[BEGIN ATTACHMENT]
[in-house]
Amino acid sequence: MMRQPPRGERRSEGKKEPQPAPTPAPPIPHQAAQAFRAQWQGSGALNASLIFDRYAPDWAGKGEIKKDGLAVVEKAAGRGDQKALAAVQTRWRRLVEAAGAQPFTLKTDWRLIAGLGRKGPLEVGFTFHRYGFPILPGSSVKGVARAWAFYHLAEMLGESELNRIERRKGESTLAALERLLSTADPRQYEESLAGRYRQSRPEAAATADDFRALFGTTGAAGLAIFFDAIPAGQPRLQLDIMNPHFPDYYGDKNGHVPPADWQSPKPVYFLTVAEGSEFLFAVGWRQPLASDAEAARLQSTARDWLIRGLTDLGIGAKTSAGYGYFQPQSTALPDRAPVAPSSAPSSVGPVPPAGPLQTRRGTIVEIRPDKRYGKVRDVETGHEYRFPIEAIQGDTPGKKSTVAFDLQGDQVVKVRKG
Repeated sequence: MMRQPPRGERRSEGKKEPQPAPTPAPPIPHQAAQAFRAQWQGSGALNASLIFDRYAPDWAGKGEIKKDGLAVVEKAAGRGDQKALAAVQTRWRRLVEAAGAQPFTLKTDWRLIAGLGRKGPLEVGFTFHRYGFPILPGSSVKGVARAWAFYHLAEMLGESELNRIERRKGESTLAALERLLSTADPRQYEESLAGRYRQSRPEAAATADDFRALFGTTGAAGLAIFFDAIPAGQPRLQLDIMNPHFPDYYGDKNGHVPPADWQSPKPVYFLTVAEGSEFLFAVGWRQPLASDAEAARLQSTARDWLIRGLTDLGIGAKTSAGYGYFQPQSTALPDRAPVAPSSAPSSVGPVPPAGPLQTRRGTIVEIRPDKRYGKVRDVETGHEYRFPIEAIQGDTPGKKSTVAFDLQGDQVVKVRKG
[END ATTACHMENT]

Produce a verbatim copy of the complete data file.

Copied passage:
[in-house]
Amino acid sequence: MMRQPPRGERRSEGKKEPQPAPTPAPPIPHQAAQAFRAQWQGSGALNASLIFDRYAPDWAGKGEIKKDGLAVVEKAAGRGDQKALAAVQTRWRRLVEAAGAQPFTLKTDWRLIAGLGRKGPLEVGFTFHRYGFPILPGSSVKGVARAWAFYHLAEMLGESELNRIERRKGESTLAALERLLSTADPRQYEESLAGRYRQSRPEAAATADDFRALFGTTGAAGLAIFFDAIPAGQPRLQLDIMNPHFPDYYGDKNGHVPPADWQSPKPVYFLTVAEGSEFLFAVGWRQPLASDAEAARLQSTARDWLIRGLTDLGIGAKTSAGYGYFQPQSTALPDRAPVAPSSAPSSVGPVPPAGPLQTRRGTIVEIRPDKRYGKVRDVETGHEYRFPIEAIQGDTPGKKSTVAFDLQGDQVVKVRKG
Repeated sequence: MMRQPPRGERRSEGKKEPQPAPTPAPPIPHQAAQAFRAQWQGSGALNASLIFDRYAPDWAGKGEIKKDGLAVVEKAAGRGDQKALAAVQTRWRRLVEAAGAQPFTLKTDWRLIAGLGRKGPLEVGFTFHRYGFPILPGSSVKGVARAWAFYHLAEMLGESELNRIERRKGESTLAALERLLSTADPRQYEESLAGRYRQSRPEAAATADDFRALFGTTGAAGLAIFFDAIPAGQPRLQLDIMNPHFPDYYGDKNGHVPPADWQSPKPVYFLTVAEGSEFLFAVGWRQPLASDAEAARLQSTARDWLIRGLTDLGIGAKTSAGYGYFQPQSTALPDRAPVAPSSAPSSVGPVPPAGPLQTRRGTIVEIRPDKRYGKVRDVETGHEYRFPIEAIQGDTPGKKSTVAFDLQGDQVVKVRKG